Have you ever considered that doing daily Bible readings is not something peculiar to the Christadelphian Brotherhood of the last days? In his final words to Israel, Moses stressed the importance of daily mental stimulus from, and familiarity with the Word of Life. To parents in Israel, the mothers and fathers, he said, “And these words, which I command thee this day, shall be in thine heart: And thou shalt teach them diligently unto thy children, and shalt talk of them when thou sittest in thine house, and when thou walkest by the way, and when thou liest down, and when thou risest up. And thou shalt bind them for a sign upon thine hand, and they shall be as frontlets between thine eyes. And thou shalt write them upon the posts of thy house, and on thy gates” (Deut 6:6–9). God’s commandments were to permeate all aspects of life each day.

Knowing that Israel would eventually desire a king to reign over them “like as all the nations” about them, God gave specific ordinances for him to obey. He was to make his personal copy of “this law”, so that it might be “with him”, and that he might “read therein all the days of his life: that he may learn to fear Yahweh his God, to keep all the words of this law and these statutes, to do them” (Deut 17:18,19). Further reasons for so doing are given in the following verse: “That his heart be not lifted up above his brethren, and that he turn not aside from the commandment, to the right hand, or to the left: to the end that he may prolong his days in his kingdom…”. These reasons are notable and instruct and warn us also of the dangers and pitfalls we are susceptible to. We are prospective kings, too, and in order to qualify for the honour of being co-rulers with our Lord we need the same instruction and discipline.

When Joshua was about to lead Israel into the promised land, the need for daily instruction from the Word of God was laid upon him by Yahweh Himself: “This book of the law shall not depart out of thy mouth: but thou shalt meditate therein day and night, that thou mayest observe to do according to all that is written therein: for then thou shalt make thy way prosperous, and then thou shalt have good success” (Josh 1:8).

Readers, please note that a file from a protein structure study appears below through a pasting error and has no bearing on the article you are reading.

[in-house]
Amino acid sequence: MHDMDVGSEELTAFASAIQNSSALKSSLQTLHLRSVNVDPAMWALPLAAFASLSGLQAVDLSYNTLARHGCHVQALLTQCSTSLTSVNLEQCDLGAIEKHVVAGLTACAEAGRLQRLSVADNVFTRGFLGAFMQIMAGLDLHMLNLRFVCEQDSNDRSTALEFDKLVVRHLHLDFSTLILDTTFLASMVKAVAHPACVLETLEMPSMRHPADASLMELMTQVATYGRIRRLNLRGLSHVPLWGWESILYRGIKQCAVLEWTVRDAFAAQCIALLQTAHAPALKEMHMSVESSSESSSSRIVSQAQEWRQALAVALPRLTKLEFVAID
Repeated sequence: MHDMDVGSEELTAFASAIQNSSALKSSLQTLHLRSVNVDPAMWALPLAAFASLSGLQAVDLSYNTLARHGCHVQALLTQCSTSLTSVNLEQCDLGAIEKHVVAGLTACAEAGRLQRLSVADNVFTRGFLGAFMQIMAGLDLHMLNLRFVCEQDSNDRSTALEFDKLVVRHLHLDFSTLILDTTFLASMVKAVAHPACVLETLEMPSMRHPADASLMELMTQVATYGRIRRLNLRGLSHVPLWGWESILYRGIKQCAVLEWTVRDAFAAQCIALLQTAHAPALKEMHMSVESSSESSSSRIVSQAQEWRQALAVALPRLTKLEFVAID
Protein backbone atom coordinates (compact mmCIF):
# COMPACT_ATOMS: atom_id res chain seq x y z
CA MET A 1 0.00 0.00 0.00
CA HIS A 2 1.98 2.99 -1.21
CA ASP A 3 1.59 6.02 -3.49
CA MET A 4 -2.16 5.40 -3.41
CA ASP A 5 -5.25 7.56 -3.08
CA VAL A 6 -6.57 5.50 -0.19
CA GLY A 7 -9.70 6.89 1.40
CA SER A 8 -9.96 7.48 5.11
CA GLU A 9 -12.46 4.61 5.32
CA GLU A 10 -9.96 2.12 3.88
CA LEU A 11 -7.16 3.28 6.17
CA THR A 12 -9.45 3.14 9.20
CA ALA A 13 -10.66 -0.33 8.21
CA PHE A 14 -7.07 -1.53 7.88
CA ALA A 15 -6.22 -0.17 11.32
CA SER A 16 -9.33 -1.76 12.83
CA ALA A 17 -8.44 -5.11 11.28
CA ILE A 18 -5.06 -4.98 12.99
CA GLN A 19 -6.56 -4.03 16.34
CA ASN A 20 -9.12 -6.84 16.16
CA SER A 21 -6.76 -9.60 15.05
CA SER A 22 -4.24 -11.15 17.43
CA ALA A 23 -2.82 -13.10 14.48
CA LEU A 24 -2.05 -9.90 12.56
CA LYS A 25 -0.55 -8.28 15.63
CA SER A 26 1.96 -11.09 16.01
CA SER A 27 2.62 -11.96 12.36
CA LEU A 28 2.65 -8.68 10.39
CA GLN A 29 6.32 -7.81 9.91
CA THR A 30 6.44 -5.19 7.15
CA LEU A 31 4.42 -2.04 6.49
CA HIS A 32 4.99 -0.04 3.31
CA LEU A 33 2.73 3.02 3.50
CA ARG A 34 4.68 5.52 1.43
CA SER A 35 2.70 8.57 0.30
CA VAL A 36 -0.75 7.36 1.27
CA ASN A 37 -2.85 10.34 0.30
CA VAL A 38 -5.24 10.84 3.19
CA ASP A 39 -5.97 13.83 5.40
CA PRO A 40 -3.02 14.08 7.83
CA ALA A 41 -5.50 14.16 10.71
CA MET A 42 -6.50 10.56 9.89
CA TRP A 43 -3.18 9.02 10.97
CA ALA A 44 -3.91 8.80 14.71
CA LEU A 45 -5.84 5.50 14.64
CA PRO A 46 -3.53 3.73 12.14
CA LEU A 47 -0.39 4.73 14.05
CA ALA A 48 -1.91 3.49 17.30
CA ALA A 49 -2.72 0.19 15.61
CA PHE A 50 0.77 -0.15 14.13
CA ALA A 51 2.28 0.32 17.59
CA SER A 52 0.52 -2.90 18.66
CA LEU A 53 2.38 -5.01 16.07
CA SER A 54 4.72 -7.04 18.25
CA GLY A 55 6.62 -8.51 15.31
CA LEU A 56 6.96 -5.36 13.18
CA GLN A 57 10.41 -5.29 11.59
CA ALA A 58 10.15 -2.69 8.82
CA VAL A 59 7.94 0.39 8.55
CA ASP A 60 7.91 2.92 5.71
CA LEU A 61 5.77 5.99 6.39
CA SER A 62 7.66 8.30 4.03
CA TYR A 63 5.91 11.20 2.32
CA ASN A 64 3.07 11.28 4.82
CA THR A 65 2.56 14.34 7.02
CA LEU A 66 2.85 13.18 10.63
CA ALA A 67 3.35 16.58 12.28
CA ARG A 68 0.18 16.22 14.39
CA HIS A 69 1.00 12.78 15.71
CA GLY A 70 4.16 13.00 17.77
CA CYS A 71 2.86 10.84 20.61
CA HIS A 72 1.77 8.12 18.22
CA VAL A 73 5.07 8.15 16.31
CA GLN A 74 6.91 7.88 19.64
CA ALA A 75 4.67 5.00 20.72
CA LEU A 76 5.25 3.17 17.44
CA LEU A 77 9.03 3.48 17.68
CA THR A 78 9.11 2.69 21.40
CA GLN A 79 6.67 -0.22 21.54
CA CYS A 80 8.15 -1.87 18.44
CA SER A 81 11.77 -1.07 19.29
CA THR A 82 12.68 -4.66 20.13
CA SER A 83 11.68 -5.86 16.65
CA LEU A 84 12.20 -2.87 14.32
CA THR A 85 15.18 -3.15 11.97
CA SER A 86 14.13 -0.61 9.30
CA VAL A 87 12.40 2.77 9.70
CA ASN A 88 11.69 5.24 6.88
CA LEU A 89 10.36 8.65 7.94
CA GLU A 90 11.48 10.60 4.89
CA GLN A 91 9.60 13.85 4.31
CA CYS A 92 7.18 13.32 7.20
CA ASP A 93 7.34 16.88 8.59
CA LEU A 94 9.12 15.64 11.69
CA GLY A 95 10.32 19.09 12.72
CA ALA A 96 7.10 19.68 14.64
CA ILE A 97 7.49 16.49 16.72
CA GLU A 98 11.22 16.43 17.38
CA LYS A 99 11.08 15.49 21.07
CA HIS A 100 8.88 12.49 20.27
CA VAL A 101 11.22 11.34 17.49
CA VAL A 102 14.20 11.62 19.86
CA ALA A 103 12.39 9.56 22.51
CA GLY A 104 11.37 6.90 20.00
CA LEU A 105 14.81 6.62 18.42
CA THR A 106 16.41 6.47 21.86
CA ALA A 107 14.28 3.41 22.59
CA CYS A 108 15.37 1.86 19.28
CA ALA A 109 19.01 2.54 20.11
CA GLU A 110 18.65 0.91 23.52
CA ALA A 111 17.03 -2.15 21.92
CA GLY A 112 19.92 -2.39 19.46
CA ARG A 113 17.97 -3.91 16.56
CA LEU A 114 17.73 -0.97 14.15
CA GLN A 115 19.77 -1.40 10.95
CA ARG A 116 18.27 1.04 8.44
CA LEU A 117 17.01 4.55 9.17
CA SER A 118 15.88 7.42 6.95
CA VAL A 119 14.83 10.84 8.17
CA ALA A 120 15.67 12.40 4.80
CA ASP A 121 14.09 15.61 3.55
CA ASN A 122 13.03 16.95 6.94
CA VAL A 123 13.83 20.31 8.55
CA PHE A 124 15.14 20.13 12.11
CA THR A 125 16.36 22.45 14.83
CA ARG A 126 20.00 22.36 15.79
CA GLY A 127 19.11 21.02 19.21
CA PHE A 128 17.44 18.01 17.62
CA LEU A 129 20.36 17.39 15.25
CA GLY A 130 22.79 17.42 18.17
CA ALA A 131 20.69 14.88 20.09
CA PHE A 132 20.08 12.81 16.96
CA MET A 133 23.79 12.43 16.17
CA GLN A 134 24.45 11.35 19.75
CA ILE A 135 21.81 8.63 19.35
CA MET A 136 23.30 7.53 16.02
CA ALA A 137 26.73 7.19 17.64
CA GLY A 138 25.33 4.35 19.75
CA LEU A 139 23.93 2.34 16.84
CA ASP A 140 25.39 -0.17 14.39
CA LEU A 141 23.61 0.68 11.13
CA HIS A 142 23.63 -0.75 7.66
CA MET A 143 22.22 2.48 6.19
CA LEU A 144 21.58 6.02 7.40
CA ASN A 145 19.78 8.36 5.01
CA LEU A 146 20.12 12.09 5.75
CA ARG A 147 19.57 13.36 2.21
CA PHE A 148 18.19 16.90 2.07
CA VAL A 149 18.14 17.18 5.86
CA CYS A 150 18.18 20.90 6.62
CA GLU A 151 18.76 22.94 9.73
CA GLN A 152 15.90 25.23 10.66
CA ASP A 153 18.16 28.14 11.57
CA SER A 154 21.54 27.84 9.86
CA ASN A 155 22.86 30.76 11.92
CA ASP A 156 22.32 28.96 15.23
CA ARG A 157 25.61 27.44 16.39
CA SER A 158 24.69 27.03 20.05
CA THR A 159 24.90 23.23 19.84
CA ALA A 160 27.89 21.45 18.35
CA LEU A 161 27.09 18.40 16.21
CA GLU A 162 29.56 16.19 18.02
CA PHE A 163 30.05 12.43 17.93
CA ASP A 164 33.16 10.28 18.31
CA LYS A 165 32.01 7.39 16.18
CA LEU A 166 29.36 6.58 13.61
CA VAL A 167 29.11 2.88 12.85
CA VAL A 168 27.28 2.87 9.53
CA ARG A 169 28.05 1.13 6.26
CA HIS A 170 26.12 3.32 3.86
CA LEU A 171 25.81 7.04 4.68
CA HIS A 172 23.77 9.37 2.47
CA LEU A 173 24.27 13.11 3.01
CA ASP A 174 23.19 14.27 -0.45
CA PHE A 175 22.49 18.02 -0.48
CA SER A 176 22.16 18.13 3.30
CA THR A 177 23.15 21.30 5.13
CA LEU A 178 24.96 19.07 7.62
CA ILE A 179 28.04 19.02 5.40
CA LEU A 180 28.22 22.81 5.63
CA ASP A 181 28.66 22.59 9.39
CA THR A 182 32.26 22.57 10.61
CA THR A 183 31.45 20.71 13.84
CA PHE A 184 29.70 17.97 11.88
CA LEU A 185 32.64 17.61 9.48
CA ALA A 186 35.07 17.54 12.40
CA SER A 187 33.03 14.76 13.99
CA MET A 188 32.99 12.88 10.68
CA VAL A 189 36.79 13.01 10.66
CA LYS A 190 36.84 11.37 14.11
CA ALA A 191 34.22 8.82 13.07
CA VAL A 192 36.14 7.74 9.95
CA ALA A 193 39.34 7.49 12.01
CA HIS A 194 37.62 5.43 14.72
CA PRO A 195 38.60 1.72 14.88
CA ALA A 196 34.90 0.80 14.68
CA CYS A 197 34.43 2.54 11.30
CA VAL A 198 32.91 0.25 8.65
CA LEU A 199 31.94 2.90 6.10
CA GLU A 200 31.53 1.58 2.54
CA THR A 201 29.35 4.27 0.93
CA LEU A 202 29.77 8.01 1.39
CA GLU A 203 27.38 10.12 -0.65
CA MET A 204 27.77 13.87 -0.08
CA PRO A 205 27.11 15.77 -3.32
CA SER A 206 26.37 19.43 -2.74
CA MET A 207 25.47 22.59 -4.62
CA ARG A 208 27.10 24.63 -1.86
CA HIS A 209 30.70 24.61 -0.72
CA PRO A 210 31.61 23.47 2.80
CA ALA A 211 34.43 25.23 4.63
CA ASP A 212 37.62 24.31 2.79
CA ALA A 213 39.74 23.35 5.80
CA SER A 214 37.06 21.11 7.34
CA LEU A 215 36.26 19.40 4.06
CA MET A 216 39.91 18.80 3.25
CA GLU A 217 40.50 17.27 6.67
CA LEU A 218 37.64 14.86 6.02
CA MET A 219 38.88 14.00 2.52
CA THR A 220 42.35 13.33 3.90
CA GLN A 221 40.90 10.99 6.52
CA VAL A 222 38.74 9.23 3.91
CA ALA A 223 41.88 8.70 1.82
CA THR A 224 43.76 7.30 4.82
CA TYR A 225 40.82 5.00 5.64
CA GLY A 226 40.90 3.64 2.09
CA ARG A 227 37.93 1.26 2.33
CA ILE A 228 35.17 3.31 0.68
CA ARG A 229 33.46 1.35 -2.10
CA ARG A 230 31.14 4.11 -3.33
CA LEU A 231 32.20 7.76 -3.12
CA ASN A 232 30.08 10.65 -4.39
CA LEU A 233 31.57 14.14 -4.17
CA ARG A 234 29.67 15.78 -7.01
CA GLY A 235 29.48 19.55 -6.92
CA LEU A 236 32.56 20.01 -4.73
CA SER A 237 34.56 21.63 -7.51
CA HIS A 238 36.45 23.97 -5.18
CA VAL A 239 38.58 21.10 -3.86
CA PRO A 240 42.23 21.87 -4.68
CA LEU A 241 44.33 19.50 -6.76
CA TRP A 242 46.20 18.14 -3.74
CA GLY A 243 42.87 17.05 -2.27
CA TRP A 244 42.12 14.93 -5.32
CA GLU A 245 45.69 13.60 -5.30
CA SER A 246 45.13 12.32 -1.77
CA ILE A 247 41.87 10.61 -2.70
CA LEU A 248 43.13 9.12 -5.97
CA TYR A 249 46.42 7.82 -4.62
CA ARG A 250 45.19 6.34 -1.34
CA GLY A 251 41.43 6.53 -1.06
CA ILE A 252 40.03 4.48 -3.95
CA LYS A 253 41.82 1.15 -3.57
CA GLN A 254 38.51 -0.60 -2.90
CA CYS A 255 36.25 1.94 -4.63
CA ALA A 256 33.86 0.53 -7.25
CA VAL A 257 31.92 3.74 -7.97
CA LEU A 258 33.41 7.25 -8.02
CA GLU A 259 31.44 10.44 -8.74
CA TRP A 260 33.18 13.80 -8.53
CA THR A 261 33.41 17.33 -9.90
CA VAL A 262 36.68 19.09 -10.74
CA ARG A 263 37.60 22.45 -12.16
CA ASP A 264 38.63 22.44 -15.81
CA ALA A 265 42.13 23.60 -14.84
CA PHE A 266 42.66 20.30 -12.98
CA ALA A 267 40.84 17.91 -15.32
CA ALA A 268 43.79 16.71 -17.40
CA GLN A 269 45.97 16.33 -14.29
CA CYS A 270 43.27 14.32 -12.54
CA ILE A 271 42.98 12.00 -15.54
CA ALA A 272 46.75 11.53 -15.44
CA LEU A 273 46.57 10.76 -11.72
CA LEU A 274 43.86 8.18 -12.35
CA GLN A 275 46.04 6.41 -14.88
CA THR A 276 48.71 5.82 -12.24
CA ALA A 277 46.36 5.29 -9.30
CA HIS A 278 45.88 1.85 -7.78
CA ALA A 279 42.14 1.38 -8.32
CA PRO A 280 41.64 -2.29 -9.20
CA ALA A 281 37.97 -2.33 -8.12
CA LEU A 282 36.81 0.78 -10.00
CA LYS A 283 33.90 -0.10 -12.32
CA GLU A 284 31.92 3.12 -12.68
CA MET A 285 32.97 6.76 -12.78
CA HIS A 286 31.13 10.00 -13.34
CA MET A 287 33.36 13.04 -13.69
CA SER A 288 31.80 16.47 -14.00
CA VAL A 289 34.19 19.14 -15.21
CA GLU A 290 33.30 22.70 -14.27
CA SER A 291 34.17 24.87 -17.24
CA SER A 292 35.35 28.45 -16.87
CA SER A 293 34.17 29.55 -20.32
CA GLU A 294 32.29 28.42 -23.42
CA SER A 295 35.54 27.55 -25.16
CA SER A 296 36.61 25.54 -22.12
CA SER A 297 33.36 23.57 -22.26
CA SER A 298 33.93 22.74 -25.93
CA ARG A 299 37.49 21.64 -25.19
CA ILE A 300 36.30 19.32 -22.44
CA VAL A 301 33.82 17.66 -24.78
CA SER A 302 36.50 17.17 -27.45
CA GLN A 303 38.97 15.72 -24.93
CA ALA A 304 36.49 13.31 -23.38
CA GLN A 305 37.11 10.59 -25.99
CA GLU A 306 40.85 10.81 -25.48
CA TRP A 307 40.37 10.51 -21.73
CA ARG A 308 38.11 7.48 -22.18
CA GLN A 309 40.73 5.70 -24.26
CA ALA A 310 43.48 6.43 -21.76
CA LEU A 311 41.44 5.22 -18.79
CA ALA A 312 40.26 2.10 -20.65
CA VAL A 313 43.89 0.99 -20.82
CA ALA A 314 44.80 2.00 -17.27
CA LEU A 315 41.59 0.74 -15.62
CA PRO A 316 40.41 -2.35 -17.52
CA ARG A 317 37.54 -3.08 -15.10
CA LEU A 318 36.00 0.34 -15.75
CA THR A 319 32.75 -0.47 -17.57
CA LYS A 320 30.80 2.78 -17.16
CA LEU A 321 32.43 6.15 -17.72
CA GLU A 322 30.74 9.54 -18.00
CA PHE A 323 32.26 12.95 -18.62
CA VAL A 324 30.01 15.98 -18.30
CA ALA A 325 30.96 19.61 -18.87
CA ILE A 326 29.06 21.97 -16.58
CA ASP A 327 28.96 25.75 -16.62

Clearly those in leadership roles, whose influence over others is great, have the responsibility to know what the Father’s will is, so they can direct the lives of those who look to them in word and deed. Today we are being prepared for leadership with Christ in the kingdom soon to come. Neglecting to read daily the rules and principles of the Kingdom of God could see us disqualified from participation.

“The King”—Jesus Christ himself—was not exempt from this need either. Those who heard him were astounded at his wisdom and ability to answer every question put to him, and yet they knew he had never passed through the rabbinical institutions of learning. They exclaimed, “How knoweth this man letters, having never learned?” (John 7:15). But his superlative wisdom was the result of daily application and diligence. His ears were attentive to his Father’s instruction on a daily basis. He allowed no human activity to supplant the primacy of learning, and listening carefully to the Word of his Father. Consider Isaiah’s inspired comments explaining his daily attention to his Father and growing acceptance and commitment that this “hearing” brought: “The Lord Yahweh hath given me the tongue of the learned, that I should know how to speak a word in season to him that is weary: he wakeneth morning by morning, he wakeneth mine ear to hear as the learned. The Lord Yahweh hath opened mine ear, and I was not rebellious, neither turned away back” (Isaiah 50:4,5).

Now if it was important for Israel, kings, Joshua and the Lord to hear daily the Word of God, is it not equally so for us? The challenges to our ‘mind space’ are great today and it is so easy to ‘hear’ daily what man is propounding in so many ways in the aggressive, all pervasive media of today. We are in danger of having our minds shaped by carnal men if we expose our eyes and ears to books, papers, magazines, radio, TV, to the exclusion of the wholesome Word of God.

In this first issue of Volume 8 of The Lampstand we have chosen to write on important characters in Matthew’s gospel, the first book in the New Testament section of our ‘Daily Readings’. Comments and questions appear as footnotes at the conclusion of each article. We hope that these articles will be useful as we commence anew our daily readings for the new year. Let us resolve to read daily, from the Word of life with our families, hearing and developing faith thereby. How else will we overcome the world (Rom 10:17; 1 John 4:4,5)? And let us do so prayerfully seeking the Father’s blessing upon our undertakings. We can make no better resolution for year 2002 than to put into practice the words found on wall stickers in the homes of many of our brethren in the Philippines—“Today is a good day to start reading the Bible every day”.